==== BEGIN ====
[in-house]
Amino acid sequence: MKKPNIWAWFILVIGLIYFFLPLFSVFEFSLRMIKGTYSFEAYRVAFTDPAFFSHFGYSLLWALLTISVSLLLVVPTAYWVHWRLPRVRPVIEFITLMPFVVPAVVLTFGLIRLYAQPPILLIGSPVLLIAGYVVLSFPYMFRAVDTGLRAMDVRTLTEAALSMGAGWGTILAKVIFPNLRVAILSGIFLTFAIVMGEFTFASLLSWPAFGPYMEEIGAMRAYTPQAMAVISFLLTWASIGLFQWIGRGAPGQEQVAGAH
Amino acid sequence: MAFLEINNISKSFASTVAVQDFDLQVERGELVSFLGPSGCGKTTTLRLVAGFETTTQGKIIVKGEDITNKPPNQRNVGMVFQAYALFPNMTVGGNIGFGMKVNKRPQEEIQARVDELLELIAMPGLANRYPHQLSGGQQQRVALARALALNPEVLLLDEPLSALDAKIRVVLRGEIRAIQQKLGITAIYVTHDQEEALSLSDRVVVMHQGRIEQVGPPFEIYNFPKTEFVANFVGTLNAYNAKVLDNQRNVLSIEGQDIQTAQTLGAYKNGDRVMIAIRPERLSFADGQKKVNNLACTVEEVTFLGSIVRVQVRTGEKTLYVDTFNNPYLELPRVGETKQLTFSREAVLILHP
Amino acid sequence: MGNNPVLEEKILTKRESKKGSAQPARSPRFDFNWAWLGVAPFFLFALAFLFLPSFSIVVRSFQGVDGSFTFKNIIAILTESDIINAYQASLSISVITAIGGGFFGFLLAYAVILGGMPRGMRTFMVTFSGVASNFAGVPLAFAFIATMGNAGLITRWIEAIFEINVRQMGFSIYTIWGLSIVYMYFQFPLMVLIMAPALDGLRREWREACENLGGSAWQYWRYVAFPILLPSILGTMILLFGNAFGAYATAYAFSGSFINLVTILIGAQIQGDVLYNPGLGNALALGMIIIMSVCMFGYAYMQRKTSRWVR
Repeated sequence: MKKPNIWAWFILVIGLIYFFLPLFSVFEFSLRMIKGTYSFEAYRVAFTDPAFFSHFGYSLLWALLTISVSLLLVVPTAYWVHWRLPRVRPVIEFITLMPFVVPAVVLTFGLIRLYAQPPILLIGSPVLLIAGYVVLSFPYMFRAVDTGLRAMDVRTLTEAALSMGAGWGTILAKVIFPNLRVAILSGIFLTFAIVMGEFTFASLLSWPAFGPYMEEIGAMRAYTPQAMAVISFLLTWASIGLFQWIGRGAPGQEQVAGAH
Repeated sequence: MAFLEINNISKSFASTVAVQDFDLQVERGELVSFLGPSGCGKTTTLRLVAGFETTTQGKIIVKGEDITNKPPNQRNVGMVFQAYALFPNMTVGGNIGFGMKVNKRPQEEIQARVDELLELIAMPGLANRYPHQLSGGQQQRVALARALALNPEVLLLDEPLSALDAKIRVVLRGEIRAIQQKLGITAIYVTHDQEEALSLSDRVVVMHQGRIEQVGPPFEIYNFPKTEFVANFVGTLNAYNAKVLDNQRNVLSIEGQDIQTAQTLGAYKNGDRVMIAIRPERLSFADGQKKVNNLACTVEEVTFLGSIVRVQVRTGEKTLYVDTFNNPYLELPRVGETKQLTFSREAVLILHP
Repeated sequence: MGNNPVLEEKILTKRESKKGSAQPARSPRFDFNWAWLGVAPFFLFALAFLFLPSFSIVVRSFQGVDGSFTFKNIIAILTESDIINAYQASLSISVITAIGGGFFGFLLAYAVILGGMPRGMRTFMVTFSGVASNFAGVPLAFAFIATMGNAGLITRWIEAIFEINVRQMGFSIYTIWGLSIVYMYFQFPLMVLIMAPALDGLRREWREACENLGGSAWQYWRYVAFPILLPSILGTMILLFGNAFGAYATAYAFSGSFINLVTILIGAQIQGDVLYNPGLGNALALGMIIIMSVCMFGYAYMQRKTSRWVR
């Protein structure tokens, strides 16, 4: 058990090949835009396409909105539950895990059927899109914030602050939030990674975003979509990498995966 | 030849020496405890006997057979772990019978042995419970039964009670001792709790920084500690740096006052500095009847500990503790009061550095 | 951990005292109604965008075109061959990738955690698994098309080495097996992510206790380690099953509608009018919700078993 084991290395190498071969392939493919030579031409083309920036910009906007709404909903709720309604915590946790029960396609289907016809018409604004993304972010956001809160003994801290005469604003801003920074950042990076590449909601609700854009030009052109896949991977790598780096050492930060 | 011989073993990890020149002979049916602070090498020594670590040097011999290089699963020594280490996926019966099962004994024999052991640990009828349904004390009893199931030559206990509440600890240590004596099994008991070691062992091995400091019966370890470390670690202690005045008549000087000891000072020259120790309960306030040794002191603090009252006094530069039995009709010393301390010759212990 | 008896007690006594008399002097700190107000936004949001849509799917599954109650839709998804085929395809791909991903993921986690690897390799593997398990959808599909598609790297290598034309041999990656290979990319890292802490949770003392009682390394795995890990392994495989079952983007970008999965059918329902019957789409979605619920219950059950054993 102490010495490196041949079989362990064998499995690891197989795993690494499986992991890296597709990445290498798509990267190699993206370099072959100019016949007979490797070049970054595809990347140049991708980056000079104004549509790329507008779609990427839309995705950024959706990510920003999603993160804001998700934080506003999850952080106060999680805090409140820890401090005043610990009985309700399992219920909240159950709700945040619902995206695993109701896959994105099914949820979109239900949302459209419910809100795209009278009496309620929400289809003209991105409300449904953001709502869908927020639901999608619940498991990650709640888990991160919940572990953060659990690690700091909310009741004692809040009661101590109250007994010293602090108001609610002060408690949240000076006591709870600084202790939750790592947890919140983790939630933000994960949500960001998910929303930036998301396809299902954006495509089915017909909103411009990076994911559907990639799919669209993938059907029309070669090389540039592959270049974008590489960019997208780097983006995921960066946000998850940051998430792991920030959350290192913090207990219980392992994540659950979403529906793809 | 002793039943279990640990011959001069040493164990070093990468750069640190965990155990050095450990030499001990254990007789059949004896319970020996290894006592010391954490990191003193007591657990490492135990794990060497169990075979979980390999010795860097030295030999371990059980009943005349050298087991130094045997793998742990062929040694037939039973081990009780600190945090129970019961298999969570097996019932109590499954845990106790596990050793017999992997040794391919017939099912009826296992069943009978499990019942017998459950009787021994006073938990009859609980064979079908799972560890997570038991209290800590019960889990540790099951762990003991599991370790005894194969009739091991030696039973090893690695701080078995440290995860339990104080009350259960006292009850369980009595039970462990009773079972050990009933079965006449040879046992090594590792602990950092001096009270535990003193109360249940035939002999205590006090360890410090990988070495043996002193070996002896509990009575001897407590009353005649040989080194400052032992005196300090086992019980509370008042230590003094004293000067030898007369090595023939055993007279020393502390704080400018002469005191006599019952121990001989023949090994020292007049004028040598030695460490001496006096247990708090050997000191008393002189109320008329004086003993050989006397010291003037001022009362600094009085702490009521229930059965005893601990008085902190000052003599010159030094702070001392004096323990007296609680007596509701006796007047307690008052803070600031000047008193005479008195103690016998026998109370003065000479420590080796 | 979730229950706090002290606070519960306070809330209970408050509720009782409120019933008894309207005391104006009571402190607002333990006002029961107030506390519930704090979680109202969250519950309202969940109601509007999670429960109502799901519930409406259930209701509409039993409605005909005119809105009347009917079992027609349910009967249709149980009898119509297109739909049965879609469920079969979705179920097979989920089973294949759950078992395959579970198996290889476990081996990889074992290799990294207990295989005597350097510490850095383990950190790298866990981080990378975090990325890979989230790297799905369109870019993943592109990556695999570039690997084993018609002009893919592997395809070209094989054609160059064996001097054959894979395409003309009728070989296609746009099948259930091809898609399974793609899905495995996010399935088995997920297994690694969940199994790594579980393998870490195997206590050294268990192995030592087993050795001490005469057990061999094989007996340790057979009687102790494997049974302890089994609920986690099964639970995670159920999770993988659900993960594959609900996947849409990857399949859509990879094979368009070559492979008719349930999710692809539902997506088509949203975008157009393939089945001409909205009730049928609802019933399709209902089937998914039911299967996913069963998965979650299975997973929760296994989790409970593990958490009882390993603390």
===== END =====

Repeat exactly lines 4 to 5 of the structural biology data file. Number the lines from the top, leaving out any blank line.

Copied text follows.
Amino acid sequence: MGNNPVLEEKILTKRESKKGSAQPARSPRFDFNWAWLGVAPFFLFALAFLFLPSFSIVVRSFQGVDGSFTFKNIIAILTESDIINAYQASLSISVITAIGGGFFGFLLAYAVILGGMPRGMRTFMVTFSGVASNFAGVPLAFAFIATMGNAGLITRWIEAIFEINVRQMGFSIYTIWGLSIVYMYFQFPLMVLIMAPALDGLRREWREACENLGGSAWQYWRYVAFPILLPSILGTMILLFGNAFGAYATAYAFSGSFINLVTILIGAQIQGDVLYNPGLGNALALGMIIIMSVCMFGYAYMQRKTSRWVR
Repeated sequence: MKKPNIWAWFILVIGLIYFFLPLFSVFEFSLRMIKGTYSFEAYRVAFTDPAFFSHFGYSLLWALLTISVSLLLVVPTAYWVHWRLPRVRPVIEFITLMPFVVPAVVLTFGLIRLYAQPPILLIGSPVLLIAGYVVLSFPYMFRAVDTGLRAMDVRTLTEAALSMGAGWGTILAKVIFPNLRVAILSGIFLTFAIVMGEFTFASLLSWPAFGPYMEEIGAMRAYTPQAMAVISFLLTWASIGLFQWIGRGAPGQEQVAGAH